As an avid concert goer and fan of live music, I get excited for shows when I know they will be outstanding live performances. I had the pleasure of attending the Carrie Underwood concert this month in Des Moines and was fully expecting to see an amazing show. Even if you aren't a fan of her music, you have to admit, the girl can sing.
A friend and I purchased our tickets several months ago, long before I knew anything about becoming an Emmetsburg resident. To be honest, the show had slipped my mind but I made the trip back to Des Moines regardless of feeling a little under the weather the week prior. Like many of you this time of year, I have been battling a cold, and when I am sick, I feel like the world should stop for me and let me catch up when I'm feeling better.
Loaded up on cold medicine, I awaited the opening number. It didn't take long to notice her voice was a bit scratchy on certain notes and seemed a little lower than normal. She also brought a cup of hot tea on stage indicating she may not be feeling so hot herself. Apparently Underwood lost her voice earlier in the week following the Chicago date on her 2012 Blown Away tour.
I didn't think anything of it. Everybody gets sick and despite her self-proclaimed subpar performance, I still really enjoyed the show. That's why I was so surprised to hear the person next to me complain about her performance. "She sounds awful," and other negative proclamations came from the lady next to me.
I must have been sitting by the only cynic in the audience because the majority of people were sympathetic of her struggles. Her lack of sick days made me think about how much I complained all week when I could have been in her shoes, singing at the top of my lungs in front of thousands of people. Instead of acknowledging my neighbor, I sat quietly enjoying the show secretly wishing I could have a cup of tea as well.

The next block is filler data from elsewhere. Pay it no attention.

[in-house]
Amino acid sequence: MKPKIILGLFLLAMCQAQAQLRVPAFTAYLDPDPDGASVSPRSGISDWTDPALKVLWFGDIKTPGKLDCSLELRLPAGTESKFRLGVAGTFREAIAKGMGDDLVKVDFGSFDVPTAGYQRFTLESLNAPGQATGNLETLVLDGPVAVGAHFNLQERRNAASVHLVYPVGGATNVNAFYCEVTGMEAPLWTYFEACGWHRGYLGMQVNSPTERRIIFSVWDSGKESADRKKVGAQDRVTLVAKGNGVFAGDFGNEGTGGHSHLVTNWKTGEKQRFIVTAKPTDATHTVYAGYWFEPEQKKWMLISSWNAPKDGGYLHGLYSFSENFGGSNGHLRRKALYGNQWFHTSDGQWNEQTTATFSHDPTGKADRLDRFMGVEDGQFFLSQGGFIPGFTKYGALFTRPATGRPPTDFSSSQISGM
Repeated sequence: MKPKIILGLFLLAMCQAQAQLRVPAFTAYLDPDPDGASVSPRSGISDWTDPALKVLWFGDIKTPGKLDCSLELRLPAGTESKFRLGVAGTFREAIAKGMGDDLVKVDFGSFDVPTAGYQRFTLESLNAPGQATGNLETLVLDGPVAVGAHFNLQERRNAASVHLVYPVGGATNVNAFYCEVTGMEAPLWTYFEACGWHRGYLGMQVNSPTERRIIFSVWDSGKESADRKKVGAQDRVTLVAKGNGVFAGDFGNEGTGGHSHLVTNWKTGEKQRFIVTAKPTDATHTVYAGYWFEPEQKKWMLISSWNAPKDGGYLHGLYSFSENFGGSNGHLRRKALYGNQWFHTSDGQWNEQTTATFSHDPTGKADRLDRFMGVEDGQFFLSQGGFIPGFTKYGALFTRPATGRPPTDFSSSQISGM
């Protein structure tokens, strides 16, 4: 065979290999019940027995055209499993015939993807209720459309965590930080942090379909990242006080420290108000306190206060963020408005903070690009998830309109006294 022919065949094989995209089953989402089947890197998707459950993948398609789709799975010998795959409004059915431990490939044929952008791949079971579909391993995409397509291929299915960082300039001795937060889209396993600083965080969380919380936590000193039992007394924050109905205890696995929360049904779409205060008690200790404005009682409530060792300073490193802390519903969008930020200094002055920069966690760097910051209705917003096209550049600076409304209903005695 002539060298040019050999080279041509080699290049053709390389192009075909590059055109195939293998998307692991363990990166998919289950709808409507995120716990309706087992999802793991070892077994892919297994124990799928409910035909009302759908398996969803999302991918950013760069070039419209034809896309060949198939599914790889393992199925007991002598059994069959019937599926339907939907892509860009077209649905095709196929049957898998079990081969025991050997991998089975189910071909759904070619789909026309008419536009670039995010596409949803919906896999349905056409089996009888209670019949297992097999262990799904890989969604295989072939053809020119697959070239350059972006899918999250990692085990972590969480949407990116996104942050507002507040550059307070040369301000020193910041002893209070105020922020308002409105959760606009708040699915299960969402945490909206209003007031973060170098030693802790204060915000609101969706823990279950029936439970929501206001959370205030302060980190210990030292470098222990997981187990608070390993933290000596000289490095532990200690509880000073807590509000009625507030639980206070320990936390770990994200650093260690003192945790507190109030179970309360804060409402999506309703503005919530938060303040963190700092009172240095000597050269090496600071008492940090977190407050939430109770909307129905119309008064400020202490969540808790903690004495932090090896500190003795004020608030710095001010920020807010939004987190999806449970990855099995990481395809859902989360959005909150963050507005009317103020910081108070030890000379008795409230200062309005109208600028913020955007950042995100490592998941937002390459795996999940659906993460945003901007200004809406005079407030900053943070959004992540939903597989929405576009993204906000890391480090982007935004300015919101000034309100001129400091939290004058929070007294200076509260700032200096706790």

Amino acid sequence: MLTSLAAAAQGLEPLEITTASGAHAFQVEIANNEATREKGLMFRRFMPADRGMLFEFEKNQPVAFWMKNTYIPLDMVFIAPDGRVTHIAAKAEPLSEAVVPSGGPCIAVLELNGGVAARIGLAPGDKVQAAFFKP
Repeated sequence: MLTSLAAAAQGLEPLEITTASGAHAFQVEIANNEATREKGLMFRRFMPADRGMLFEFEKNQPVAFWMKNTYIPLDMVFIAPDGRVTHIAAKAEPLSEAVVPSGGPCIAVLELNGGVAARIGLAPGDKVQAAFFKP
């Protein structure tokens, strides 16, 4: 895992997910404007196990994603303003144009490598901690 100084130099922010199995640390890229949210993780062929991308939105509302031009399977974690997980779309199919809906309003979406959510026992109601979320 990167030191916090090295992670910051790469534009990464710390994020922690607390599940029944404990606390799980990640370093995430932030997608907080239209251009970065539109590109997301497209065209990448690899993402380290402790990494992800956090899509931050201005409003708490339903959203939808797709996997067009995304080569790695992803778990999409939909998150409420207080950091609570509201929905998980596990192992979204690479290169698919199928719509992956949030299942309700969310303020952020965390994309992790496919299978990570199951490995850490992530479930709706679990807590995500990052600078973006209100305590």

About midway through the set, she hoarsely announced she was going to find a way to give the proceeds from the show back to the community. "I feel real guilty about making any money on this show tonight," she noted. "So whatever I'm making is just going to go right back into this community."
The gesture was enough to appease the audience as they continued to cheer despite her disappointment in her own performance. She powered through 90 minutes of the show but ultimately had to shave a few songs off the set list in order to make it to the encore. I heard the next day she had to cancel her show in Kansas City the following night. I couldn't help but wonder what the person next to me would be saying if she had tickets to the Kansas City show. I imagined a similar ungrateful reaction.
Carrie Underwood may have struggled with some vocal problems, but she showed fans there's absolutely nothing wrong with her heart. Although I wasn't "blown away" by her singing as previously expected, I still enjoyed a lively and entertaining show while feeling like I did a small part to give back to the community. That was all due to her generosity.
Whether you are a famous singer, a performer in the local Community Theater or the lead role in your own personal life biography, live performances are a daily part of life. Not everybody is blessed with an understudy so it's good to know most people are understanding and realize the show (and life) must go on.